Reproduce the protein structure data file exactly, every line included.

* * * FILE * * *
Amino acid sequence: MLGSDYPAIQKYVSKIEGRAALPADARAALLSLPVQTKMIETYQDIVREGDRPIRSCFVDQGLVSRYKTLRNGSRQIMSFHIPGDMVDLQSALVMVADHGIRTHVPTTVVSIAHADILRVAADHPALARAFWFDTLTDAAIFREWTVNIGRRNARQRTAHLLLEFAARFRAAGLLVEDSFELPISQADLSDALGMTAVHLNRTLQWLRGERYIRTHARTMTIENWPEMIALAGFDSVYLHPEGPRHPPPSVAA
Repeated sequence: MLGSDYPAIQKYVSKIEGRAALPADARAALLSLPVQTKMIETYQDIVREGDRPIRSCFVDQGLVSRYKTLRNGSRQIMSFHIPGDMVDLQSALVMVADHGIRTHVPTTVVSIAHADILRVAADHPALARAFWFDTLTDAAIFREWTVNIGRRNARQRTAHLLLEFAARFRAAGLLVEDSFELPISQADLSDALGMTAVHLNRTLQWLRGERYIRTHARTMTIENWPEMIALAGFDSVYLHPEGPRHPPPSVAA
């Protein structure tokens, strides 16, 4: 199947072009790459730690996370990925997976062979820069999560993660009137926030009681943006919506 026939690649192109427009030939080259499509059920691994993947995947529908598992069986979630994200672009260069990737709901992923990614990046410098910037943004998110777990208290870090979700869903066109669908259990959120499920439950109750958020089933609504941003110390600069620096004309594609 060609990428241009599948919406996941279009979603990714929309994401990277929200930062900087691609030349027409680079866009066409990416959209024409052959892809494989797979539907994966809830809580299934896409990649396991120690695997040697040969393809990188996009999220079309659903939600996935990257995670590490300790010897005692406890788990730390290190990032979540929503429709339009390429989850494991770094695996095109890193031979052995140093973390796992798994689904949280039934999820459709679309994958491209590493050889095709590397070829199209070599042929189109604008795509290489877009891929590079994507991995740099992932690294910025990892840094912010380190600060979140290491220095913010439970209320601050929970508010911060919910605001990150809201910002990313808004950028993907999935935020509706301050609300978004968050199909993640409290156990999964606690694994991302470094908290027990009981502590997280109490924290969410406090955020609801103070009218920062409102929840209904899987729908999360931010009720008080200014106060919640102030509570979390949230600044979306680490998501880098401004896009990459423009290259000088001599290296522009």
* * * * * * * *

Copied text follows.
Amino acid sequence: MLGSDYPAIQKYVSKIEGRAALPADARAALLSLPVQTKMIETYQDIVREGDRPIRSCFVDQGLVSRYKTLRNGSRQIMSFHIPGDMVDLQSALVMVADHGIRTHVPTTVVSIAHADILRVAADHPALARAFWFDTLTDAAIFREWTVNIGRRNARQRTAHLLLEFAARFRAAGLLVEDSFELPISQADLSDALGMTAVHLNRTLQWLRGERYIRTHARTMTIENWPEMIALAGFDSVYLHPEGPRHPPPSVAA
Repeated sequence: MLGSDYPAIQKYVSKIEGRAALPADARAALLSLPVQTKMIETYQDIVREGDRPIRSCFVDQGLVSRYKTLRNGSRQIMSFHIPGDMVDLQSALVMVADHGIRTHVPTTVVSIAHADILRVAADHPALARAFWFDTLTDAAIFREWTVNIGRRNARQRTAHLLLEFAARFRAAGLLVEDSFELPISQADLSDALGMTAVHLNRTLQWLRGERYIRTHARTMTIENWPEMIALAGFDSVYLHPEGPRHPPPSVAA
């Protein structure tokens, strides 16, 4: 199947072009790459730690996370990925997976062979820069999560993660009137926030009681943006919506 026939690649192109427009030939080259499509059920691994993947995947529908598992069986979630994200672009260069990737709901992923990614990046410098910037943004998110777990208290870090979700869903066109669908259990959120499920439950109750958020089933609504941003110390600069620096004309594609 060609990428241009599948919406996941279009979603990714929309994401990277929200930062900087691609030349027409680079866009066409990416959209024409052959892809494989797979539907994966809830809580299934896409990649396991120690695997040697040969393809990188996009999220079309659903939600996935990257995670590490300790010897005692406890788990730390290190990032979540929503429709339009390429989850494991770094695996095109890193031979052995140093973390796992798994689904949280039934999820459709679309994958491209590493050889095709590397070829199209070599042929189109604008795509290489877009891929590079994507991995740099992932690294910025990892840094912010380190600060979140290491220095913010439970209320601050929970508010911060919910605001990150809201910002990313808004950028993907999935935020509706301050609300978004968050199909993640409290156990999964606690694994991302470094908290027990009981502590997280109490924290969410406090955020609801103070009218920062409102929840209904899987729908999360931010009720008080200014106060919640102030509570979390949230600044979306680490998501880098401004896009990459423009290259000088001599290296522009």